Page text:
Majorities in two key swing state Senate elections oppose blocking Obama’s Supreme Court nominee sight unseen, the Democratic-leaning Public Policy Polling firm found in a new survey.
According to the poll, which was commissioned by the liberal group Americans United for Change, 57 percent of registered voters in Pennsylvania and 58 percent of the respondents in Ohio believe that the Supreme Court vacancy left in the wake of the Supreme Court Justice Antonin Scalia’s death should be filled this year before a new president is sworn into office in 2017.
Sens. Pat Toomey (R-PA) and Rob Portman (R-OH) are each running for re-election this year.
Among independent voters – a key constituency for both Toomey and Portman – a whopping 70 percent and 60 percent in Ohio and Pennsylvania respectively agreed that “the vacant seat on the Supreme Court caused by the death of Antonin Scalia should be filled this year.” In Ohio, 85 percent of independents want Portman to “wait to see who is nominated to the Supreme Court before deciding whether to confirm that person.” In Pennsylvania, 74 percent of independent voters want a senator to wait to see who the nominee is before choosing whether or not to confirm that person.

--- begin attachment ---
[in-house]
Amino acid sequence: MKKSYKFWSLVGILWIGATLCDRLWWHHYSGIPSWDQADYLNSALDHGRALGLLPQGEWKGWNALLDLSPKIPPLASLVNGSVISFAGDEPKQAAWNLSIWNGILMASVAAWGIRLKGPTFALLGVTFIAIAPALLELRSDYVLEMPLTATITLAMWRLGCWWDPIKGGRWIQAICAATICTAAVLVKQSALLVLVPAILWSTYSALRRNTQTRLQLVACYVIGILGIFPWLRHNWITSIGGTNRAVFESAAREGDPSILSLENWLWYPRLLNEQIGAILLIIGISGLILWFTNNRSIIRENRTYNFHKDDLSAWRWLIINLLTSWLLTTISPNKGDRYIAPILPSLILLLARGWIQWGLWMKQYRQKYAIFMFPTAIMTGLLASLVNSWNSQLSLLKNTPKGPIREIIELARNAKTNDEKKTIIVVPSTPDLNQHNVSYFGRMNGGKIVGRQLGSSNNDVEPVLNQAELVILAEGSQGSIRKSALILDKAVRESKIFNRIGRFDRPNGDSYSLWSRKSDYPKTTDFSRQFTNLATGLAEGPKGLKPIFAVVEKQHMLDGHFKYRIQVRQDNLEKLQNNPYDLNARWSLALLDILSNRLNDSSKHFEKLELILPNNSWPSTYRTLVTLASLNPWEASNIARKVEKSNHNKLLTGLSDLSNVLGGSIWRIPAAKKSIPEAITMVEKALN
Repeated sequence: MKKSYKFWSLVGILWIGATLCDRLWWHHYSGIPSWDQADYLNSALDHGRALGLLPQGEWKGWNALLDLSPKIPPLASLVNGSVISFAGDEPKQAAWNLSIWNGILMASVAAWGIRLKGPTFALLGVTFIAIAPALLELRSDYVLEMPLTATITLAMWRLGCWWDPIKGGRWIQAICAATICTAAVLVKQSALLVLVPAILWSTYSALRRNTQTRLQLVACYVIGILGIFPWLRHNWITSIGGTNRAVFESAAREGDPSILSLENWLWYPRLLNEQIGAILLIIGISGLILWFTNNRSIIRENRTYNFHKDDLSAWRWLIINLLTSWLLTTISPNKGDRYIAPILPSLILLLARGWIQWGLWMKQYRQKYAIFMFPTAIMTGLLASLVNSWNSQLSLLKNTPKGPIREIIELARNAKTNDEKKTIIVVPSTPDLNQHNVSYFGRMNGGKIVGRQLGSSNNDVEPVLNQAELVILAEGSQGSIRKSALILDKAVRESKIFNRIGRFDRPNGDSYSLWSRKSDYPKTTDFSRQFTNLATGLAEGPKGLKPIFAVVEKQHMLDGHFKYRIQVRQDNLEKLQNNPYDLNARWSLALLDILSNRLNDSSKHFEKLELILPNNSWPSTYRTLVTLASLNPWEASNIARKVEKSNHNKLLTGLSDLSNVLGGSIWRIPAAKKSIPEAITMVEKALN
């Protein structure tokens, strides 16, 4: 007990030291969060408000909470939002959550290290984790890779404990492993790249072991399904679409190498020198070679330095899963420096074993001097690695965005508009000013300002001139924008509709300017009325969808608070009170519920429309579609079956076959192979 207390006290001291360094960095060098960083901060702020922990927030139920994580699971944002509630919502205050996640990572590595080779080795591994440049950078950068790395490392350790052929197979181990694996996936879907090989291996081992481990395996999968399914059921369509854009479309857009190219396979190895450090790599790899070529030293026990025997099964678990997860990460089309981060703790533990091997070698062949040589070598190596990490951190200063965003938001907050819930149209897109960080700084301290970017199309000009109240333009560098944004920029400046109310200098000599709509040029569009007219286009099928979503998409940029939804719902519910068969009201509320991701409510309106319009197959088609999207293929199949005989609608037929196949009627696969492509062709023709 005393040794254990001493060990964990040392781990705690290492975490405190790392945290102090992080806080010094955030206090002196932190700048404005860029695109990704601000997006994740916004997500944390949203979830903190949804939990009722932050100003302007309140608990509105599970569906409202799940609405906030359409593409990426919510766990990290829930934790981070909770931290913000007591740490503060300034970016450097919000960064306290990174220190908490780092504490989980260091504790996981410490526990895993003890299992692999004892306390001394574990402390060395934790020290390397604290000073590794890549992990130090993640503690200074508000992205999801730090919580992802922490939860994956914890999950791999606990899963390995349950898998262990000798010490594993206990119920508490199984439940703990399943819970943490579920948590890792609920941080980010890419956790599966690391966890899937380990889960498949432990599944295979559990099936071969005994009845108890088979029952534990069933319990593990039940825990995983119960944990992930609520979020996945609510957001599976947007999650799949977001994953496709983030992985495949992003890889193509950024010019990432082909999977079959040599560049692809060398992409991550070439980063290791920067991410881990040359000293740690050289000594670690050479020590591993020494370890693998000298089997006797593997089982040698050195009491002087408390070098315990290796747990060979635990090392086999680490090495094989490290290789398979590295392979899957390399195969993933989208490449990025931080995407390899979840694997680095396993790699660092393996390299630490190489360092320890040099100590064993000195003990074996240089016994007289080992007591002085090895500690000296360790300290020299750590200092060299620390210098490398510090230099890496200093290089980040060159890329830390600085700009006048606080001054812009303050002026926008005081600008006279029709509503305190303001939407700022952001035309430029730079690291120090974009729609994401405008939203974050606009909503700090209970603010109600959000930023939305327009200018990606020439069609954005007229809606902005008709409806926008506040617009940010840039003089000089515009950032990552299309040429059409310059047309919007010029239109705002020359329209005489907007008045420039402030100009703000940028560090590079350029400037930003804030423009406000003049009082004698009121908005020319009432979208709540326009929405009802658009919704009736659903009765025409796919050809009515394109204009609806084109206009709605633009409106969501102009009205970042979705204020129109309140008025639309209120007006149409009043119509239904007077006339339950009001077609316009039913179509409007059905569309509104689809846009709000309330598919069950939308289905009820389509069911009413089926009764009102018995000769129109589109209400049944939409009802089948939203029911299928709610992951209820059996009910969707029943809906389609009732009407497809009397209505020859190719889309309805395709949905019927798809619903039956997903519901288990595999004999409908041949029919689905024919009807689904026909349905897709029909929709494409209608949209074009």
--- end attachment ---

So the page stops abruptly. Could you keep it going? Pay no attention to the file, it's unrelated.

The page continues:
Many voters said that the Supreme Court may be a factor for them when they head to the polls in November. In both Pennsylvania and Ohio, 52 percent of voters said they would be “less likely” to support the senators for reelection if they “refuse to confirm a replacement for Justice Scalia no matter who it is.”
The polls were conducted between Feb. 19 and 21. In Ohio, 612 voters were interviewed and the margin of error was 4 percentage points. In Pennsylvania, 859 voters were surveyed and there was an error of 3.3 percentage points.